Thus, patients that qualify for implantation of the TAH have severe biventricular disease, typically have multiple-system organ failure, and are at imminent risk of death. Copeland et al. ­compared the use of the LVAD, BiVAD, and TAH [8]. In this retrospective study, 75 % of TAH patients survived to transplantation as compared with 56 % of those on Novacor LVADs (Novacor, WorldHeart Inc., Ottawa, Ontario, Canada) and 38 % of those on Thoratec BiVADs (Thoratec Inc. Pleasanton, CA). A multivariate analysis that reported risk factors for the CardioWest TAH and compared them with similar studies of LVADs and BiVADs [7], concluded that the TAH was preferred for patients who had been diagnosed with renal and hepatic dysfunction, had elevated venous pressure, right heart failure, required mechanical ventilation, and had a previous cardiac operation. The TAH significantly decreased the CVP and increased the systemic pressure, which, in turn, lead to increase in the organ perfusion pressure reversing multiple-system end-organ failure. The TAH is an excellent alternative for patients who are refractory to medical therapy and at high risk for an LVAD or BiVAD.

At La Pitie, LePrince et al. evaluated the use of the CardioWest TAH over a 15-year experience [9], from 1986 to 2001 in 127 patients. The study concluded that CardioWest TAH was the device of choice for those patients who are truly sick with biventricular failure as a bridge-to-transplantation. They reported a low incidence of neurological events. This success can be attributed to the anticoagulation protocol. This will be further discussed in detail later in this chapter. Furthermore, LePrince et al. noted that a small body size correlated with a higher rate of death for these patients.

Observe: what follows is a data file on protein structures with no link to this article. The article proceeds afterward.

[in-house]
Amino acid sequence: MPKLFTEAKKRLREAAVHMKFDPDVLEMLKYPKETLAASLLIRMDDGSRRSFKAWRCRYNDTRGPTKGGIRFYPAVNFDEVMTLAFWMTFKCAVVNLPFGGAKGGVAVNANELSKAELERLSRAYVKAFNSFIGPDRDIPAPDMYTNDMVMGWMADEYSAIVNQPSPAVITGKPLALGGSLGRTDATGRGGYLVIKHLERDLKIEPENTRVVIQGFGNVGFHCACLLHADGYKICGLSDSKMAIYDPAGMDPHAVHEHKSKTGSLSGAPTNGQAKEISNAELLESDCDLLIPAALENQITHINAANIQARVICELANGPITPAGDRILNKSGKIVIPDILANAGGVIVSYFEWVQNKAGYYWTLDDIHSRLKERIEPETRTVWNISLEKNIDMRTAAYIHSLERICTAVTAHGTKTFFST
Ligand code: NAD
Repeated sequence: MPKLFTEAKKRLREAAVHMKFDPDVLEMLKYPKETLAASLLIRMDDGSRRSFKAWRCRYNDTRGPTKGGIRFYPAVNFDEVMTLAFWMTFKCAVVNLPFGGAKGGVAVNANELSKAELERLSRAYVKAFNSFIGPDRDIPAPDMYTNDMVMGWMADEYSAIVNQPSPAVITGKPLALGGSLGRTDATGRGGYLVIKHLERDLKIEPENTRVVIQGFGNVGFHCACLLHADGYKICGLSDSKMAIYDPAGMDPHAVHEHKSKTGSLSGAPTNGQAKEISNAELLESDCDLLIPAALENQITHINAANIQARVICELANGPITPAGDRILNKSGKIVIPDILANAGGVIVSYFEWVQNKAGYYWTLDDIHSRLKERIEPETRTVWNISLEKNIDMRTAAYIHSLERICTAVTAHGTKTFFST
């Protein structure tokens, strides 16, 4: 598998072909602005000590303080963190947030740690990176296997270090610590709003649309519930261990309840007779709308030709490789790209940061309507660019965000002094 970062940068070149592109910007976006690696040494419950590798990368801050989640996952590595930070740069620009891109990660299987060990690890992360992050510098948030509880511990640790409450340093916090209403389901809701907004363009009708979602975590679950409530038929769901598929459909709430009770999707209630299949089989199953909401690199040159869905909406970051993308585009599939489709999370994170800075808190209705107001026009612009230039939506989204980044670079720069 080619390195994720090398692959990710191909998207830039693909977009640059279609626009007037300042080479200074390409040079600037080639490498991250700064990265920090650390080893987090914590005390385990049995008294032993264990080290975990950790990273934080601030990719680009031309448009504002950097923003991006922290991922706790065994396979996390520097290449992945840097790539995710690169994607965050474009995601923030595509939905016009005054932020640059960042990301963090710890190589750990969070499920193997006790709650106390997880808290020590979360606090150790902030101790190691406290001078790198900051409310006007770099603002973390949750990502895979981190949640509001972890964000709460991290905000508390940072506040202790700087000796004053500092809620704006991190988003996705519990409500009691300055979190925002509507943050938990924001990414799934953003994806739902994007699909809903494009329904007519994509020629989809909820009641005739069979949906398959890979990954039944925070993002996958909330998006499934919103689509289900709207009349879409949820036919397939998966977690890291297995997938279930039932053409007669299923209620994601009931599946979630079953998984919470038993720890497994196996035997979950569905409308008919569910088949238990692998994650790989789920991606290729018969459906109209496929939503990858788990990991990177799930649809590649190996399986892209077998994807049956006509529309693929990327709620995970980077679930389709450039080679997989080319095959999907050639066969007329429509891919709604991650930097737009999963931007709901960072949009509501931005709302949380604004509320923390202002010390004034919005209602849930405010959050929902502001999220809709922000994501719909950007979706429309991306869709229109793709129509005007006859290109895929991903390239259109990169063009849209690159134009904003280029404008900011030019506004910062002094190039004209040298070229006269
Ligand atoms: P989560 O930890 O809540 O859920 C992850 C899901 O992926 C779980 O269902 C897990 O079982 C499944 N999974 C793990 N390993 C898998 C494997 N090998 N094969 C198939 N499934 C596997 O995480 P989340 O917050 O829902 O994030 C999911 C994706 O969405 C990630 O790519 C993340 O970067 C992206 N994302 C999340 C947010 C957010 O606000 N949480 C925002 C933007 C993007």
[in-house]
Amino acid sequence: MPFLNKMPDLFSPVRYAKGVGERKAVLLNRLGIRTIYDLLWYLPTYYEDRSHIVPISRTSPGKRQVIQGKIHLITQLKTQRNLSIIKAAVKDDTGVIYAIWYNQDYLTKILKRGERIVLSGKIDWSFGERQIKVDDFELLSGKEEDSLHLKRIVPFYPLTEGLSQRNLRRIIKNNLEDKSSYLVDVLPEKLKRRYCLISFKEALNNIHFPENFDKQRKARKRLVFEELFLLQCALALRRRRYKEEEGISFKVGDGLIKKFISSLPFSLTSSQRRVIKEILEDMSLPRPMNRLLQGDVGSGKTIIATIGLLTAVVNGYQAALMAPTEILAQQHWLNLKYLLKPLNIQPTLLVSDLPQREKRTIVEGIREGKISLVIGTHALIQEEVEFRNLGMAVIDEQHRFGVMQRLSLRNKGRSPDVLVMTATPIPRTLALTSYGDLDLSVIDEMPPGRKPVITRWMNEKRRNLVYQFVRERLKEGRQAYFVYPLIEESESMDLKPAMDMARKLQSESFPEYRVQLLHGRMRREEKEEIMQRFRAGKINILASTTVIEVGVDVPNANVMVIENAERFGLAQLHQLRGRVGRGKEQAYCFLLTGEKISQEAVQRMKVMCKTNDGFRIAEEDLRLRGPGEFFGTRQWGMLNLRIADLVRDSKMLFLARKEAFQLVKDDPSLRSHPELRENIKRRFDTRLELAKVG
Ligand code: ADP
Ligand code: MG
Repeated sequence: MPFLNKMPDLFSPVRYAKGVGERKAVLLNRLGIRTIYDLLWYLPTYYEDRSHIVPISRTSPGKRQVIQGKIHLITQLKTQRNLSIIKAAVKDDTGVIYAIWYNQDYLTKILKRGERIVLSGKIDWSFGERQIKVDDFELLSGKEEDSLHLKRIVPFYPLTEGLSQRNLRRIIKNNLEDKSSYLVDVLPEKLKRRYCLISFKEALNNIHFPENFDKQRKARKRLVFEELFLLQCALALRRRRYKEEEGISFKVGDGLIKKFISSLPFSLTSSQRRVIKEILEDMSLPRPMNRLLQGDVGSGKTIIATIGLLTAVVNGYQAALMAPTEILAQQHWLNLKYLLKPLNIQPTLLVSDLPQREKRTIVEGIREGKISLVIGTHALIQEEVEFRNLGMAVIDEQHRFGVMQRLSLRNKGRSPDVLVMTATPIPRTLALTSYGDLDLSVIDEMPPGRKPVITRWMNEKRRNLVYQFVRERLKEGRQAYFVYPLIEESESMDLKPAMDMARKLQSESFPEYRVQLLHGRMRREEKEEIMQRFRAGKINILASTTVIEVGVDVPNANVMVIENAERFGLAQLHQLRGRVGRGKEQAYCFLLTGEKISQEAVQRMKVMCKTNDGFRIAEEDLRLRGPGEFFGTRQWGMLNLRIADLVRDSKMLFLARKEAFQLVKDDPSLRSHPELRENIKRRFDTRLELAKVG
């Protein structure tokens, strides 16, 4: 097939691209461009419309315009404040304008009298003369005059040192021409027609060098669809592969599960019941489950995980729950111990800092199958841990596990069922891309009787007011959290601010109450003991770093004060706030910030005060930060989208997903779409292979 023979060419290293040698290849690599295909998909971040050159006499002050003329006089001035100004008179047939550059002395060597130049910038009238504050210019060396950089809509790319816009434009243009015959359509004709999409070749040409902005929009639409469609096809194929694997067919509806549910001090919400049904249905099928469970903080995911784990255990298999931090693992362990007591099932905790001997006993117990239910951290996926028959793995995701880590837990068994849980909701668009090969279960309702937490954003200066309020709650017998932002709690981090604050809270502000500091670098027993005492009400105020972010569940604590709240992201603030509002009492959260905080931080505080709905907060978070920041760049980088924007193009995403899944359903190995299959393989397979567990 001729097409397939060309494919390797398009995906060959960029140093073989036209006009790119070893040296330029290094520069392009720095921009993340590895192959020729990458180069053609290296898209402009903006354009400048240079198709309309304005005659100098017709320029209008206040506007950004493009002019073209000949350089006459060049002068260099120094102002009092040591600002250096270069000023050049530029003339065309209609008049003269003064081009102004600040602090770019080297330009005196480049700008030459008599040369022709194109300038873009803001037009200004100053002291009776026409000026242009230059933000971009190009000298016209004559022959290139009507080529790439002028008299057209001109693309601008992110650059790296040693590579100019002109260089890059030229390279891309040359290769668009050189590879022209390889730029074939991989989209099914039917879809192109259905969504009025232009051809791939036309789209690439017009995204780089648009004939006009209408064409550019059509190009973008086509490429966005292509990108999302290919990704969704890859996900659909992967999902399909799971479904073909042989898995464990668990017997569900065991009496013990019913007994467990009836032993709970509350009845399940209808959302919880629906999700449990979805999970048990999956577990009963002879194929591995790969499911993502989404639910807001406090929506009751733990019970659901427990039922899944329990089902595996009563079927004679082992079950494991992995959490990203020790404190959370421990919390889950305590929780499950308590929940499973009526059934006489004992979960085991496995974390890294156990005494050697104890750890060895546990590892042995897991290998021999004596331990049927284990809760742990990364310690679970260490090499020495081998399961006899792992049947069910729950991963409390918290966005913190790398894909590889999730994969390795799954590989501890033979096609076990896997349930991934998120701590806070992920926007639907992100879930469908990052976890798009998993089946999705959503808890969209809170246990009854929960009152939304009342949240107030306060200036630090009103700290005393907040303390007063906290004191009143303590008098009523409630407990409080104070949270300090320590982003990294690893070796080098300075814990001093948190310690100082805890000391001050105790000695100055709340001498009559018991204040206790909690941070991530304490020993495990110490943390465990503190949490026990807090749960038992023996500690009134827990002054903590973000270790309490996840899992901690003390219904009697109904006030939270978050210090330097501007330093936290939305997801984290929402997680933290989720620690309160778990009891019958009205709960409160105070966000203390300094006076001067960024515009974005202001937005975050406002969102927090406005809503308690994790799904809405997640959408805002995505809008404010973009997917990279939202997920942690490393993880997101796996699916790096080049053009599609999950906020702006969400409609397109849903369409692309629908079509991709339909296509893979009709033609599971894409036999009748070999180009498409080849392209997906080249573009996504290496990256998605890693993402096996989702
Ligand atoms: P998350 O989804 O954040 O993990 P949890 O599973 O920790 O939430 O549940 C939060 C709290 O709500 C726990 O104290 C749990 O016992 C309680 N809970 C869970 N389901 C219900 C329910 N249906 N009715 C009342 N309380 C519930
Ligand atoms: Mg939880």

In addition, at Bad Oeynhausen, Morshuis et al. [10] reported a 5-case series that showed that the CardioWest TAH could also be used successfully for an acute myocardial infarction for a patient in cardiogenic shock. They noticed that approximately 7 % who are diagnosed with a myocardial infarction develop cardiogenic shock. In this case study, Morshuis et al. noted a hospital mortality of 60–100 % with medical therapy. By the time the patient develops cardiogenic shock, it is too late to save the infarcted myocardium with medical therapy or stenting. Thus, mechanical circulatory support systems are excellent options, especially the TAH. The SynCardia TAH-t was shown to have higher pump flows than other BiVADs. In comparison, patients with cardiogenic shock are not accustomed to the severely decreased perfusion systemically and thus, the TAH with higher pump flows prevented the systemic decreased perfusion to multiple organ systems. The Bad Oeynhausen team was also able to stop the use of catecholamines which also further damage multiple organ systems. There is a risk of failure of recovery with VADs and in turn thrombosis of the ventricle which is easily prevented with the use of the TAH because the native ventricles are completely removed. Morshuis et al. concluded that the TAH “represents the only life-saving therapeutic option in patients with irreversible cardiogenic shock.”